Pugh and the University of Maryland Medical System have been under fire since last month, when The Baltimore Sun reported that nine of 30 board members had deals benefiting their companies with the system of hospitals they were tasked with overseeing. Three board members, including Pugh, have resigned from the board, while four are on leave. The CEO of the hospital network also has taken a leave of absence.
As Pugh’s chief of strategic alliances, Smith oversaw the mayor’s economic development efforts and a variety of agencies, such as transportation, fire and emergency management. He is a former secretary of the state Department of Transportation.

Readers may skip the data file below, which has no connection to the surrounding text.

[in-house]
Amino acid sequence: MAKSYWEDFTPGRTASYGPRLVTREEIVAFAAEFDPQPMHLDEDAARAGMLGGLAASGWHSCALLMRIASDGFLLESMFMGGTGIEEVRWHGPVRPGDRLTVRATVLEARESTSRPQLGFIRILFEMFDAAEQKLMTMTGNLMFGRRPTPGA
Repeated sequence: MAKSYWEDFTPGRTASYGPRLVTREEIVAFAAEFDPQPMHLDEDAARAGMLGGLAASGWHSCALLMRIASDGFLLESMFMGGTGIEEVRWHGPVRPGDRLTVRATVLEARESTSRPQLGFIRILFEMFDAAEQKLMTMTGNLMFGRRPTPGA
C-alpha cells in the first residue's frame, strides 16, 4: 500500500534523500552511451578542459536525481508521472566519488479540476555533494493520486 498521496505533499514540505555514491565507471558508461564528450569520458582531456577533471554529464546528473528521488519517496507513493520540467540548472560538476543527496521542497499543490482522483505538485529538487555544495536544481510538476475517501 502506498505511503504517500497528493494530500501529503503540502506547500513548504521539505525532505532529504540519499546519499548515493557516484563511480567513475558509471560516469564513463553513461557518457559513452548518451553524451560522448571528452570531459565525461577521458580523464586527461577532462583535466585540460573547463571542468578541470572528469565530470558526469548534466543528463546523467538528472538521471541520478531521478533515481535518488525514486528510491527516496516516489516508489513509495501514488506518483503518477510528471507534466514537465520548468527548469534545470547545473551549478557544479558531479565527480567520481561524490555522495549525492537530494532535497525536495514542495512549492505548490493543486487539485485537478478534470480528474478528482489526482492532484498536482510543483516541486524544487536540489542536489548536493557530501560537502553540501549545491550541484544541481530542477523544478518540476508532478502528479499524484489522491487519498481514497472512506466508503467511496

He also sits on the UMMS board.
In 2017, prosecutors fined a political slate funded by Smith for making an unlawful $100,000 loan to Pugh before the Democratic primary.
In the final days of Pugh's effort to defeat rival Sheila Dixon, her campaign received $315,000 in loans, including $100,000 from the Baltimore County Victory Slate, which was funded by Smith.
During his time in City Hall, Smith was a behind-the-scenes force for a plan to create a more than $50 million neighborhood investment fund to help lure development to some of Baltimore’s most struggling neighborhoods and he advocated for tough tactics to try to keep the Preakness horse race in Baltimore.